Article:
Want to know which tea should you be drinking when? Nutritionist and GoodnessMe Box Health Editor Melisaa Fine gives her tips on the best time of day to be drinking different teas.
With about half the caffeine content of a cup of coffee, a mug of rich, full-bodied English Breakfast can put some pep in your step first thing in the a.m. A good choice if you find coffee too strong on your stomach, but like a little caffeine to get you going.
Made with the aged leaves of the Camellia sinesis plant, think of English Breakfast tea (along with other varieties of black tea) as a healthy morning tonic packed with polyphenols; These are antioxidant-rich plant compounds which can help fight cell-damaging free radicals like pesticides and pollution.
Fun food fact: Polyphenols are what can contribute to a food’s astringency, which explains why your English Brekkie can get bitter if you brew it for too long…so the bite isn’t necessarily a bad thing!
Next time you feel your attention waning come 3.30, make yourself a mug of green tea. The perfect pick-me-up for the afternoon slump, green tea can help you feel more focused. This is thanks to its rich L-theanine content, which also has a calming effect – handy if you’re on a work or assignment deadline.
Green tea is made with the fresh leaves of Camellia sinesis plant, and so like black tea, it is is loaded with antioxidant-rich polyphenols, and in particular, health-promoting ‘catechins’…drink up!
And because it contains caffeine in a gentler dose than coffee, green tea is a natural way to bump up your energy levels mid-arvo, sans the coffee jitters. It also comes without the sugar or artificial sweeteners that you get in highly processed cola or energy drinks.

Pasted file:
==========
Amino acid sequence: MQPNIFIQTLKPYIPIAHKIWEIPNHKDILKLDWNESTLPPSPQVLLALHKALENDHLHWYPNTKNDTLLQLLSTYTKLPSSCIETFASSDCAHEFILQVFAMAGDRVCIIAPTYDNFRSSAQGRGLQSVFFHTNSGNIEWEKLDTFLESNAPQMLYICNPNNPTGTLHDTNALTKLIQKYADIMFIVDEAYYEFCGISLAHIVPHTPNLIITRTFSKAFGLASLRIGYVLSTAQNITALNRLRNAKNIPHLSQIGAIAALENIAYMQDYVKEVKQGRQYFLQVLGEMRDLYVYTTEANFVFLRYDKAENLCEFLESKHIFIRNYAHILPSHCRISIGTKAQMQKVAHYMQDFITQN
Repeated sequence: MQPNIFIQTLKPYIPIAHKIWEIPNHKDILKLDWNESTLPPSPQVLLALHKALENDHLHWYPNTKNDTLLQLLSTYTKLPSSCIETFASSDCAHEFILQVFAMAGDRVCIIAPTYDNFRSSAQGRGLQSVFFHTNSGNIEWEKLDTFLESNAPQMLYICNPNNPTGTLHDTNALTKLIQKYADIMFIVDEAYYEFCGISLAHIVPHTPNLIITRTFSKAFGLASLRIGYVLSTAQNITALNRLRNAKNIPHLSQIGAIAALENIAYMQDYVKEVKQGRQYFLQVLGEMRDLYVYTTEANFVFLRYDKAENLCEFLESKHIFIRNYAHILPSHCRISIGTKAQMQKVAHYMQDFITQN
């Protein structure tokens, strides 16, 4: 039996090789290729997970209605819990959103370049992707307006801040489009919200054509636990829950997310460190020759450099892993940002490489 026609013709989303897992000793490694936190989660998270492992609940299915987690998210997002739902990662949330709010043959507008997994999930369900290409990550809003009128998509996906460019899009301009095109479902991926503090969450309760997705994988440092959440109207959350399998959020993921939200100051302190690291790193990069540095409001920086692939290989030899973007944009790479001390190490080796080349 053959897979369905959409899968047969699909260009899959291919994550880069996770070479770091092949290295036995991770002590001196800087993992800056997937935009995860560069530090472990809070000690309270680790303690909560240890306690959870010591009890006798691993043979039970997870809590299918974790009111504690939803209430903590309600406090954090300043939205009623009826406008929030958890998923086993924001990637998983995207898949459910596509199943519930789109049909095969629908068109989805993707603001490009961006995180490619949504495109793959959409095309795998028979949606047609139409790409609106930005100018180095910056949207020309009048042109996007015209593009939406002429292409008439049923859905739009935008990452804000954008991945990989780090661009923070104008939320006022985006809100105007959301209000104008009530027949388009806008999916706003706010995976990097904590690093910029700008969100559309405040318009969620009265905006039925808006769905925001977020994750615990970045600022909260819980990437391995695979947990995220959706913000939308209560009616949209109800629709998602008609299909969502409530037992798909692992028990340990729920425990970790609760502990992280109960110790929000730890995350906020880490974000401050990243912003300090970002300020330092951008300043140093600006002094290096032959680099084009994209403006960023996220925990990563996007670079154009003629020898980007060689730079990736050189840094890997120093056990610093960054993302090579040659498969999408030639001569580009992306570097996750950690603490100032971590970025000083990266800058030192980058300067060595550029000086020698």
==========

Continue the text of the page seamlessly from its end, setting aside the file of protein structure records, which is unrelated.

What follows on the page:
We’ve swapped our afternoon coffees with Oxfam’s fair Green Tea at GoodnessMe Box HQ – all natural and with no additives (some varieties contain flavours from an unnamed source), the leaves are processed and packed using organic practices.
If you’re sensitive to caffeine but like a cup of tea before bed, it’s worth swapping your black or green tea for a caffeine free herbal tea so you’re not up all night.
And although it’s not everyone’s cup of tea (pardon the pun), today there are so many varieties of herbal tea that I bet you’ll actually find one you like, each with their own health benefits:
Oxfam fair Organic Green and Black Teas: Oxfam fair range of tea is as fresh as it can be! The tea leaves are hand-picked by small farmers located in the famous James Valley (Green tea) and UVA region (Black tea) in Sri Lanka. The leaves are then processed and packed at the organic tea factory Avonlea Hill in Diyatalawa, in Sri Lanka, using a traditional method to ensure freshness and maximise the level of antioxidants.For more visit www.oxfam.org.au